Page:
• A side note: I like to say that software enables speech between humans and computers. It is also the best way to talk about certain aspects of computer science, just as equations are the best ways to talk about problems in physics. If you follow this line of reasoning, you realize that many of the arguments for free speech apply to open source as well. How else do you tell someone how to talk with their computer other than by sharing the code you used to do so? The benefits of open source are analogous to the benefits brought by the free flow of ideas through other forms of conversation. In the end, the conversation is more important than the actual words we use to talk to each other.
  • In an exciting new development, most of you probably know by now that an appeals court agreed with this interpretation of software as speech in its recent decision in the Junger case. The treatment of software as speech is going to have enormous implications for areas such as software patents as well as for cryptography.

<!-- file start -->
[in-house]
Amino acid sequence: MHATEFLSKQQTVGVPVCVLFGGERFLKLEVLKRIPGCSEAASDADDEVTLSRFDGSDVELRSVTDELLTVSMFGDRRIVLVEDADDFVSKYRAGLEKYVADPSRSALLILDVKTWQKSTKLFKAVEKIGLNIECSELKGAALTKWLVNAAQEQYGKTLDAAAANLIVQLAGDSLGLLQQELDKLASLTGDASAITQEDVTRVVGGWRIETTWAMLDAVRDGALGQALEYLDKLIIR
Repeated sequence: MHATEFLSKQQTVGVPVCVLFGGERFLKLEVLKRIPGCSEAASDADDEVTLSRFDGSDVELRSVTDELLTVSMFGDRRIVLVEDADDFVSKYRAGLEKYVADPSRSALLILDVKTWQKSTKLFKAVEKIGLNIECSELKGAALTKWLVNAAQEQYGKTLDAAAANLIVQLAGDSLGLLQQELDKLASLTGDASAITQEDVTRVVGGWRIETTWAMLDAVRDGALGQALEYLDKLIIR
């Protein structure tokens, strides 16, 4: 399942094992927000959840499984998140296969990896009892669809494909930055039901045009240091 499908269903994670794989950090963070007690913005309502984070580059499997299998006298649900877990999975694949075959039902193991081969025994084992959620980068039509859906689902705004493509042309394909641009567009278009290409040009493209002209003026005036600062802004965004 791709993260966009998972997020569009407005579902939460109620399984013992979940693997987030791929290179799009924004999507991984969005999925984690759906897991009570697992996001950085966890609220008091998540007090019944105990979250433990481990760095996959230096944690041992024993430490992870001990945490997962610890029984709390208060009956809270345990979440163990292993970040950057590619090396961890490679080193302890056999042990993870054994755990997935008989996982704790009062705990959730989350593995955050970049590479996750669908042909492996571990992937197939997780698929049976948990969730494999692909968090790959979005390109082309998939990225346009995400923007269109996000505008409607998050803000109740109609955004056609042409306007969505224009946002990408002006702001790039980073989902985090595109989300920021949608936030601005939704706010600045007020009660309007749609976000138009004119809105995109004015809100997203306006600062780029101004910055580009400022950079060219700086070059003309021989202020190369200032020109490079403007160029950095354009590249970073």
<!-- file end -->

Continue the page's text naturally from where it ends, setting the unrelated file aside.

• If you believe me that open source is about Internet-enabled collaboration, rather than just about a particular style of software license, you'll open a much larger tent. You'll see the threads that tie together not just traditional open source projects, but also collaborative "computing grid" projects like SETIAtHome, user reviews on, technologies like collaborative filtering, new ideas about marketing such as those expressed in The Cluetrain Manifesto, weblogs, and the way that Internet message boards can now move the stock market. What started out as a software development methodology is increasingly becoming a facet of every field, as network enabled conversations become a principal carrier of new ideas.